On last report, a total of 172 structures, including 169 homes, had been destroyed by the fire which started on Monday morning. Sunday a new list was released saying 159 homes had been destroyed and 7 other structures were lost to the fire.
As of Sunday evening, the fire was 87 percent contained, burning 6,427 total acres. No additional structures have been destroyed. Terry Krasko, a spokesman for the national Type 1 incident team estimated $6,775,000 has been spent on the fire so far.
About 3,000 people were evacuated after it broke out and about 1,000 firefighters were still on the line on Saturday working to contain it.
The Boulder County Sheriff's Office announced it opened parts of Mountain Pines subdivision at noon Sunday. The area includes Left Fork Road and Mountain King Road, but not Arkansas Mountain Road.
All residents will need passes to provide access into their neighborhood, according to authorities.
Evacuees can get a pass at the Boulder County Justice Center at 6th and Canyon between 10 a.m. and 8 p.m. This is for when the mandatory evacuation is lifted.
Evacuees are asked to bring a form of identification and complete a form for tracking purposes. There will also be a short informational meeting to address safety issues in the evacuated zone. You can find this information on the Boulder Office of Emergency Management's website.
The Boulder County Sheriff's Office says evacuees who cannot pick up a pass on Sunday will be able to get one at the Justice Center during normal business hours.
Fire officials warned that much of the area is dangerous because of downed power lines and poles, damaged roads and exposed mine shafts.
Still, Boulder firefighting operations were being scaled back and some crews were being relieved six days after the wildfire erupted and quickly destroyed at least 166 homes.
Officials said full containment was expected by Monday evening.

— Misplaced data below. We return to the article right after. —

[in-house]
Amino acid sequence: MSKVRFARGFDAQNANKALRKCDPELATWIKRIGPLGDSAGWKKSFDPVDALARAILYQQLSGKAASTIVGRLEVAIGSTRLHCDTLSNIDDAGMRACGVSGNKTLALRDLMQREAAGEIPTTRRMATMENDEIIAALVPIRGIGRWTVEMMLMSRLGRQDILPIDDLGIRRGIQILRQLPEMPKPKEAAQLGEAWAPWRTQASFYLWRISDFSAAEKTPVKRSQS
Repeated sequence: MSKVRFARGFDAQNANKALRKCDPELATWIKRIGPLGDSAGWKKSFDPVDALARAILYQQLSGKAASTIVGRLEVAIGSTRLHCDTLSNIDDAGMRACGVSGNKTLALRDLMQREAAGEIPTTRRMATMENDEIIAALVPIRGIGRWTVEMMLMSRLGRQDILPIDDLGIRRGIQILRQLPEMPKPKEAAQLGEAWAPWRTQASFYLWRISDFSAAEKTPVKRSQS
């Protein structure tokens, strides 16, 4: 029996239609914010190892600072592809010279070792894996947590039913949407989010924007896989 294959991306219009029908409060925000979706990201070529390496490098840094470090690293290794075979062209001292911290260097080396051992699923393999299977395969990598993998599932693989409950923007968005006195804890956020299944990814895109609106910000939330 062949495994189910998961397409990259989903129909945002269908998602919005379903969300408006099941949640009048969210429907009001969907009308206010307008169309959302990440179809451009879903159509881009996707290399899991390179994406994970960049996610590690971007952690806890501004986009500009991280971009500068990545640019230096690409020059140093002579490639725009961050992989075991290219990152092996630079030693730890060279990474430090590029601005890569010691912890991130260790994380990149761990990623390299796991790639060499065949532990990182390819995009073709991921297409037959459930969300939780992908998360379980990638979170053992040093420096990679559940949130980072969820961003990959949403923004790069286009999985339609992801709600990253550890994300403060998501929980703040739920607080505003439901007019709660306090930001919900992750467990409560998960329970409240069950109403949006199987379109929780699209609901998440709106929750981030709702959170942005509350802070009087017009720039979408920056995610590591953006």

Firefighters monitored the fire lines through Saturday. They had extinguished the few hot spots they found Friday night. An infrared scan was also done to provide a quick and accurate overview of where the fire is burning the hottest.
The results of the flight didn't show the large pockets of intense heat that were once seen in the burn area, but instead there are several areas of isolated heat that remain according to the Great Basin Incident Management Team.
They have made 78 drops, dropping 156,000 gallons of retardant, since the fire began.
The cause of the fire remains an open investigation.
About 2,000 people were allowed to return to their homes on Friday. Xcel Energy and Qwest Communications are just beginning to get the utilities repaired in the area. Krasko said on Saturday morning that telephone connections and electricity was being restored to some of the subdivisions outside the burn area.
No word has been given on when the remaining residents could return to the homes that still remain evacuated in the area. Crews are still working to get a containment line around the burn area before people can go back in.
"They're still putting out fires in that perimeter, so the fire perimeter is not getting any bigger, but they're working inside to make it safer for residents to come back. It's just not time yet," Krasko said.
Authorities say one resident was arrested in the evacuation area for going back across the lines three separate times.
Gov. Bill Ritter met with incident commanders again on Friday and reiterated his confidence in them. Earlier this week, Ritter pledged $5 million toward the effort to extinguish the blaze that has already scorched 169 homes, the most ever lost in a Colorado wildfire.
Ritter says $4 million of that money has already been spent and authorized an additional $200,000 on Thursday to assist with firefighting costs.
The governor also expressed his gratitude to those on the front lines fighting the blaze.
To those that did lose everything to the fire, the American Red Cross is offering counseling services.
"Not knowing of the status of your home or wondering if you've lost everything you own is, of course, is emotionally troubling. It's traumatic to live through something like that. So we always want to make sure that people have access comfort and counseling," Patricia Billinger with the American Red Cross said.
Evacuees can also find help in the form of clothing, shoes and supplies from charities like Colorado Friendship.
"We just want to supply them with everything and when people in Boulder heard that, that is what the outpouring is like," Ron Craig with Colorado Friendship said.
"It's the basics of life, really. If you don't know if you have a house to go back to or other people that already know that their house is burned down, it's kind of like where do you go from here?" Ian Metzger, an evacuee, said.
If evacuees need supplies, they can go to the YMCA at 28th and Mapleton Streets. Volunteers there are happy to help.
The Victims Assistance Center is still open at 3482 N. Broadway to assist anyone who has been affected by the fire.
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